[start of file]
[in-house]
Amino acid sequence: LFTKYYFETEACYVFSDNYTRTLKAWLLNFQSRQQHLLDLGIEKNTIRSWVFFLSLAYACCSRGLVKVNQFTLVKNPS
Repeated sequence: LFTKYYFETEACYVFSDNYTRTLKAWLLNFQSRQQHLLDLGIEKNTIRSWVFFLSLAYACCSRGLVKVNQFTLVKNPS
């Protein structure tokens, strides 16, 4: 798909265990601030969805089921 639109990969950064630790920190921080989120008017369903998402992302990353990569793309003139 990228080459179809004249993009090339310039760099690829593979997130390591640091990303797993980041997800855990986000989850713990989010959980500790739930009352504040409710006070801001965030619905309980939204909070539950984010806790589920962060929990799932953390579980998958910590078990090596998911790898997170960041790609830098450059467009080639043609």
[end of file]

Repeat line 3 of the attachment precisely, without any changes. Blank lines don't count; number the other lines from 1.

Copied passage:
Repeated sequence: LFTKYYFETEACYVFSDNYTRTLKAWLLNFQSRQQHLLDLGIEKNTIRSWVFFLSLAYACCSRGLVKVNQFTLVKNPS